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Council escapes negative court finding over LTNs despite procedural flaws

Every time we think they’re done for good- one pops back up again! Yes, despite my predictions on multiple occasions LTNs have been back in court proving once and for all that a good lawyer will always find an angle for an application. This time, the LTNs (largely called in this case “Quiet Neighbourhoods”, which sounds absolutely lovely) were in the London Borough of Enfield, and the challenge was not actually brought by way of judicial review, but statutory review, a different process used to review traffic orders.

Seven grounds in total were argued by the claimant, including several which intersected with other LTN cases and consultation more generally. Before we take a look at those, some quick factual background.  These particular LTNs were implemented, like many others, with Experimental Traffic Orders during the pandemic in 2020, however through an administrative mistake, the statement of reasons required by the legislation was not put up on the Council website for over a month after the ETOs came into force. In addition to the notice period, they also ran a secondary survey on the measures. The orders were amended on 18th November to add an access point for service vehicles, and another order made later to correct a misstatement on the amended order. The Council subsequently decided to make the orders permanent using the statutory process to do so.

The first set of issues revolved around the delayed publication of the statement of reasons on the Council website. This was acknowledged by the Council as a mistake, though they claimed to have made alternative provision for it to be seen. The Court however was satisfied that this was a breach of regulations and determined that an alternative provision was not sufficient, given the (during covid) reliance on the website. The court then had to consider whether this caused substantial prejudice to the claimant, a requirement for a decision to be quashed under the statutory review procedure. In the event, it decided there wasn’t. The claimant was well aware of the proposals, and was not prevented from voicing objections, and the additional claim made that they had a substantial interest in the process being followed properly was not deemed sufficient. As such, the court refused to quash the orders on these grounds.

There was also a challenge to the fairness of the consultation process undertaken alongside the statutory representations procedure- something that will be familiar to those who remember the Keyhole Bridge case. Part of the foundation for this case was again the missing document on the website, with the argument being completed by complaints that the Council had not shared information from the annexes and appendices about traffic counts and similar surveys undertaken by the Council.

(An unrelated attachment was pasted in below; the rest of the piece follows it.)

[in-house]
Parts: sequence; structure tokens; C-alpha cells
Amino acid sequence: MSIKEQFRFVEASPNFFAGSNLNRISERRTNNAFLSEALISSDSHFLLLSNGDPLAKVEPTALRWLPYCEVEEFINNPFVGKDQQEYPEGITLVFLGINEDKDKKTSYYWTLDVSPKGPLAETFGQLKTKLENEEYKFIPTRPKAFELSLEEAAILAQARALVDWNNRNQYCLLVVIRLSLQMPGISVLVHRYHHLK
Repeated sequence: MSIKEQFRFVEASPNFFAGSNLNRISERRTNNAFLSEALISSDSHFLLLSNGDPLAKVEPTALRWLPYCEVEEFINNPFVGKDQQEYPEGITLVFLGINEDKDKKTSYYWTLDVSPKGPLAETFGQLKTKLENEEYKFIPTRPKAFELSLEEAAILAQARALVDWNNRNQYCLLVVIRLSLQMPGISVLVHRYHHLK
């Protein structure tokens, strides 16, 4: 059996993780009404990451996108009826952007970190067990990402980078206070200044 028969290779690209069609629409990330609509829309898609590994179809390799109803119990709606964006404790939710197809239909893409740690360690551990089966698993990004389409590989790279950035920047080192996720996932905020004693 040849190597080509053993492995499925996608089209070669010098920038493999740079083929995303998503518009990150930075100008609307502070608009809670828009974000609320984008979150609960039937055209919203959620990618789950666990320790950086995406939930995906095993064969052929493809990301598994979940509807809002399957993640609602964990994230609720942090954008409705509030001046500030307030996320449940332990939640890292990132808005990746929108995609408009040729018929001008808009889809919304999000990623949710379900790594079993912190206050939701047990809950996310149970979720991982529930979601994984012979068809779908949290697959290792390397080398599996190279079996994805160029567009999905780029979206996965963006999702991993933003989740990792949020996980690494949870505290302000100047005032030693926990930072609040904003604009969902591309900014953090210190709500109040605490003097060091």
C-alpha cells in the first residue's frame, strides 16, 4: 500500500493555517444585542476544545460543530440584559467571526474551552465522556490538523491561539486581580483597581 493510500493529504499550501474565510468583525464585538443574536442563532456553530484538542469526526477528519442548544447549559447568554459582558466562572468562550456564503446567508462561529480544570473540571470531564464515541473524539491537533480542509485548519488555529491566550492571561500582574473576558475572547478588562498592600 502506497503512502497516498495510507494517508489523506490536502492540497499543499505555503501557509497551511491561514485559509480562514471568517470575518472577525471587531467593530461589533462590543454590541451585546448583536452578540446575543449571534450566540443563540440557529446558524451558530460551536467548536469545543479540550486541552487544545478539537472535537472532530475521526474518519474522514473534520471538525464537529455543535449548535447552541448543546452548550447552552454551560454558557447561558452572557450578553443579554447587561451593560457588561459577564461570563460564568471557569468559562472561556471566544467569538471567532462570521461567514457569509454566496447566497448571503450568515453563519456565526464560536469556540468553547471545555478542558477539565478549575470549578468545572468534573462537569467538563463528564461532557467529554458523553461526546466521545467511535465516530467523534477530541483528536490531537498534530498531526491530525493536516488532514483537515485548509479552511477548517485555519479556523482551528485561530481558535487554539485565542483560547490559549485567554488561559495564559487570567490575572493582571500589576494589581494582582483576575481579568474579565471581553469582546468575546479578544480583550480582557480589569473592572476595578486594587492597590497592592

Here, the Court reasserted that the important thing when considering what information needs to be shared is the context of the decision. The issue here was whether it was appropriate to reduce traffic in the manner proposed. This was, the Court said, a matter of broad judgment and not mathematical calculation, and was a balancing act for the Council to perform. As such, the failure to disclose this information did not render the consultation unfair. Providing it may well have allowed for identification of flaws in the analysis, but this had already been identified through the use of the Experimental Orders.

Taken altogether, this meant that though flaws had been identified (and admitted) in the process, no substantial prejudice to the claimant could be found, and therefore the orders could stand. This is another one of those cases in which it is demonstrated that just because something has not been done entirely properly doesn’t necessarily mean it’s unlawful. In this particular case the Devon County Council principle was cited- was the consultation process “so unfair it was unlawful?” The other similar statement that readers might be familiar is the Greenpeace one- that a court should only intervene when something had gone “clearly and radically wrong”. In this case, that could not be demonstrated.

About the Author

Stephen serves as the Institute’s Legal and Parliamentary Officer. Before joining the Institute Stephen studied Law at Bangor University and pursued a Masters’ degree in Aviation and Space Law at McGill University in Montreal. After this, he returned to London and was called to the bar in 2016 at the Honorable Society of Gray’s Inn, before deciding not to go into practice and move towards public policy work instead. Within the Institute, Stephen provides legal, political and policy analysis of UK and global current affairs of interest to consultors and consultees.

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